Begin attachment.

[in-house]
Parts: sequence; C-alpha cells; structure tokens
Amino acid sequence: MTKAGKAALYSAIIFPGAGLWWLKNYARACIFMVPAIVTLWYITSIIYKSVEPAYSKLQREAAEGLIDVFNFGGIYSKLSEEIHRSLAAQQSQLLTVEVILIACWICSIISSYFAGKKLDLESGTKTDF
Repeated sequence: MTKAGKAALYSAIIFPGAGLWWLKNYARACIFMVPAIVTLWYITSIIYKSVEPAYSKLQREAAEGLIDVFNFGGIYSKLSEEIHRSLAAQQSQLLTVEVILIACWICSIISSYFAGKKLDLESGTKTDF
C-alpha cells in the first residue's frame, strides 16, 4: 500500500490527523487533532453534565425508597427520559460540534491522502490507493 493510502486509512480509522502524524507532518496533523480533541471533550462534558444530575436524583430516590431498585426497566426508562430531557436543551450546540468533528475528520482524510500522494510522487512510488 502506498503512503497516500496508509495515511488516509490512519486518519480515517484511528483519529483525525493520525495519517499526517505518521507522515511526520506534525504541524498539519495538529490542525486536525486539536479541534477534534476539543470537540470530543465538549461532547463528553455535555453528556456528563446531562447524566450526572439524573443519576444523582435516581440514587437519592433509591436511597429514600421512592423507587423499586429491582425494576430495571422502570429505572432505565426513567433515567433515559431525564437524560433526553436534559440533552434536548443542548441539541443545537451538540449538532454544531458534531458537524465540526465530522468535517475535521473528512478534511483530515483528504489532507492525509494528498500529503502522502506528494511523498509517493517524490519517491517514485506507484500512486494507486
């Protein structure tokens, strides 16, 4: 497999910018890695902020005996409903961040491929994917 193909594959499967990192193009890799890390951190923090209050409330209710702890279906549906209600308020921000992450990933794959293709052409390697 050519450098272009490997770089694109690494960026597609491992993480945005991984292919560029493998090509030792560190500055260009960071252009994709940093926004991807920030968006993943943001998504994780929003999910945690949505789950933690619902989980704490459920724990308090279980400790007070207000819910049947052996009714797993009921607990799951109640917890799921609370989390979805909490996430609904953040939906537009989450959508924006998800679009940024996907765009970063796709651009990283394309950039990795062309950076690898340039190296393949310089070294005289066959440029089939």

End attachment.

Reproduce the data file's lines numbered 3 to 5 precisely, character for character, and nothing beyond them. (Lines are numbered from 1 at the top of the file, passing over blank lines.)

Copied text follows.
Amino acid sequence: MTKAGKAALYSAIIFPGAGLWWLKNYARACIFMVPAIVTLWYITSIIYKSVEPAYSKLQREAAEGLIDVFNFGGIYSKLSEEIHRSLAAQQSQLLTVEVILIACWICSIISSYFAGKKLDLESGTKTDF
Repeated sequence: MTKAGKAALYSAIIFPGAGLWWLKNYARACIFMVPAIVTLWYITSIIYKSVEPAYSKLQREAAEGLIDVFNFGGIYSKLSEEIHRSLAAQQSQLLTVEVILIACWICSIISSYFAGKKLDLESGTKTDF
C-alpha cells in the first residue's frame, strides 16, 4: 500500500490527523487533532453534565425508597427520559460540534491522502490507493 493510502486509512480509522502524524507532518496533523480533541471533550462534558444530575436524583430516590431498585426497566426508562430531557436543551450546540468533528475528520482524510500522494510522487512510488 502506498503512503497516500496508509495515511488516509490512519486518519480515517484511528483519529483525525493520525495519517499526517505518521507522515511526520506534525504541524498539519495538529490542525486536525486539536479541534477534534476539543470537540470530543465538549461532547463528553455535555453528556456528563446531562447524566450526572439524573443519576444523582435516581440514587437519592433509591436511597429514600421512592423507587423499586429491582425494576430495571422502570429505572432505565426513567433515567433515559431525564437524560433526553436534559440533552434536548443542548441539541443545537451538540449538532454544531458534531458537524465540526465530522468535517475535521473528512478534511483530515483528504489532507492525509494528498500529503502522502506528494511523498509517493517524490519517491517514485506507484500512486494507486